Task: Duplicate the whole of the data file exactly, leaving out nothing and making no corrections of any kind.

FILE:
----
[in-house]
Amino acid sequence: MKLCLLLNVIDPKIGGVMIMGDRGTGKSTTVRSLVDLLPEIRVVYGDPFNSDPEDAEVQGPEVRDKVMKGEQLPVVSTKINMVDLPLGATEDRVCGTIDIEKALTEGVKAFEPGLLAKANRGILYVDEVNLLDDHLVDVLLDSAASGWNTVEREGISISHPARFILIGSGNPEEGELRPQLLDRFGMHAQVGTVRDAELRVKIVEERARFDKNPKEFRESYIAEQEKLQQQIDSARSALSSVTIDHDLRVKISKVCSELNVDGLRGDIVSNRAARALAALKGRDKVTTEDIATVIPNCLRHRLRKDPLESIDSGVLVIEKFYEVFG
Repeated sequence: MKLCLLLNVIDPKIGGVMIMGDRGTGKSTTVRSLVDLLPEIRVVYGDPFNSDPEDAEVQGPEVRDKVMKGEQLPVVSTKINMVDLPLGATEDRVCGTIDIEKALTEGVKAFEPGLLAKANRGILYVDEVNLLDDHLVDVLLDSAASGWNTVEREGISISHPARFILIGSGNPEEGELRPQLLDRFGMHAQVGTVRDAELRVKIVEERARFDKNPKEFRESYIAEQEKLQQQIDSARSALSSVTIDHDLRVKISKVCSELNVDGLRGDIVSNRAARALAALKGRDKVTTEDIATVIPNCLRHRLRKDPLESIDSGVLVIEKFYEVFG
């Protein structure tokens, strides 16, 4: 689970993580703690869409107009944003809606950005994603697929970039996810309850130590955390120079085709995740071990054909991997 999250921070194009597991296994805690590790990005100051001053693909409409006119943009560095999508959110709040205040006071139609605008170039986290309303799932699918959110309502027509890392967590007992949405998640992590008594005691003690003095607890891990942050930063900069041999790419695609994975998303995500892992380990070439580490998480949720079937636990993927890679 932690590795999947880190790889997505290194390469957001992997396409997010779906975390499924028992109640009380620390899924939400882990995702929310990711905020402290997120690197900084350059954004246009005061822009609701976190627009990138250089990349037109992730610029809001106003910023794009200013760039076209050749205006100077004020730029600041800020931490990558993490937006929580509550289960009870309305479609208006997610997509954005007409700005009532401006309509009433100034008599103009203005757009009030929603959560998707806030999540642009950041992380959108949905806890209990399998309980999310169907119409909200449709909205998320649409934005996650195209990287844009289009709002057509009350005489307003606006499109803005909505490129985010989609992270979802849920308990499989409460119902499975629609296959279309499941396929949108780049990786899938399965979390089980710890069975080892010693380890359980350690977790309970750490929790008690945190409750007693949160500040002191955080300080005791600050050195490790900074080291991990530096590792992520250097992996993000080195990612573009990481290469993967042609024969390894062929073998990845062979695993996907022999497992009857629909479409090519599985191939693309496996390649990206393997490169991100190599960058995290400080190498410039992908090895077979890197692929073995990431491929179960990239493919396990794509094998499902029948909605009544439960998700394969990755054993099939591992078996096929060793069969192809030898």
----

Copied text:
[in-house]
Amino acid sequence: MKLCLLLNVIDPKIGGVMIMGDRGTGKSTTVRSLVDLLPEIRVVYGDPFNSDPEDAEVQGPEVRDKVMKGEQLPVVSTKINMVDLPLGATEDRVCGTIDIEKALTEGVKAFEPGLLAKANRGILYVDEVNLLDDHLVDVLLDSAASGWNTVEREGISISHPARFILIGSGNPEEGELRPQLLDRFGMHAQVGTVRDAELRVKIVEERARFDKNPKEFRESYIAEQEKLQQQIDSARSALSSVTIDHDLRVKISKVCSELNVDGLRGDIVSNRAARALAALKGRDKVTTEDIATVIPNCLRHRLRKDPLESIDSGVLVIEKFYEVFG
Repeated sequence: MKLCLLLNVIDPKIGGVMIMGDRGTGKSTTVRSLVDLLPEIRVVYGDPFNSDPEDAEVQGPEVRDKVMKGEQLPVVSTKINMVDLPLGATEDRVCGTIDIEKALTEGVKAFEPGLLAKANRGILYVDEVNLLDDHLVDVLLDSAASGWNTVEREGISISHPARFILIGSGNPEEGELRPQLLDRFGMHAQVGTVRDAELRVKIVEERARFDKNPKEFRESYIAEQEKLQQQIDSARSALSSVTIDHDLRVKISKVCSELNVDGLRGDIVSNRAARALAALKGRDKVTTEDIATVIPNCLRHRLRKDPLESIDSGVLVIEKFYEVFG
């Protein structure tokens, strides 16, 4: 689970993580703690869409107009944003809606950005994603697929970039996810309850130590955390120079085709995740071990054909991997 999250921070194009597991296994805690590790990005100051001053693909409409006119943009560095999508959110709040205040006071139609605008170039986290309303799932699918959110309502027509890392967590007992949405998640992590008594005691003690003095607890891990942050930063900069041999790419695609994975998303995500892992380990070439580490998480949720079937636990993927890679 932690590795999947880190790889997505290194390469957001992997396409997010779906975390499924028992109640009380620390899924939400882990995702929310990711905020402290997120690197900084350059954004246009005061822009609701976190627009990138250089990349037109992730610029809001106003910023794009200013760039076209050749205006100077004020730029600041800020931490990558993490937006929580509550289960009870309305479609208006997610997509954005007409700005009532401006309509009433100034008599103009203005757009009030929603959560998707806030999540642009950041992380959108949905806890209990399998309980999310169907119409909200449709909205998320649409934005996650195209990287844009289009709002057509009350005489307003606006499109803005909505490129985010989609992270979802849920308990499989409460119902499975629609296959279309499941396929949108780049990786899938399965979390089980710890069975080892010693380890359980350690977790309970750490929790008690945190409750007693949160500040002191955080300080005791600050050195490790900074080291991990530096590792992520250097992996993000080195990612573009990481290469993967042609024969390894062929073998990845062979695993996907022999497992009857629909479409090519599985191939693309496996390649990206393997490169991100190599960058995290400080190498410039992908090895077979890197692929073995990431491929179960990239493919396990794509094998499902029948909605009544439960998700394969990755054993099939591992078996096929060793069969192809030898």